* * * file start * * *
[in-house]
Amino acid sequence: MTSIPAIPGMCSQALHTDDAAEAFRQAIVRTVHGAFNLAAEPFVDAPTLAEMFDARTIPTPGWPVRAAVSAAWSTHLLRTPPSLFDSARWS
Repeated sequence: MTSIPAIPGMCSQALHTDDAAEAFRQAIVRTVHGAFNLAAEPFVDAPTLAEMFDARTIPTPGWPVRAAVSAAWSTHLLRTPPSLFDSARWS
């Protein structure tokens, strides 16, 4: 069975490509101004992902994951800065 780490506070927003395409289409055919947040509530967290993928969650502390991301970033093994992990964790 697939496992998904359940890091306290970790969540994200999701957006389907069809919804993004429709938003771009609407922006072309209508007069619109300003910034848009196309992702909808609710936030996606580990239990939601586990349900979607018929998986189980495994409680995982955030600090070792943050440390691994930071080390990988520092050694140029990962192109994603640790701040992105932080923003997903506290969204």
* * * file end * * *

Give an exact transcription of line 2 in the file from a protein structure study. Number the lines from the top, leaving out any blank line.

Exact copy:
Amino acid sequence: MTSIPAIPGMCSQALHTDDAAEAFRQAIVRTVHGAFNLAAEPFVDAPTLAEMFDARTIPTPGWPVRAAVSAAWSTHLLRTPPSLFDSARWS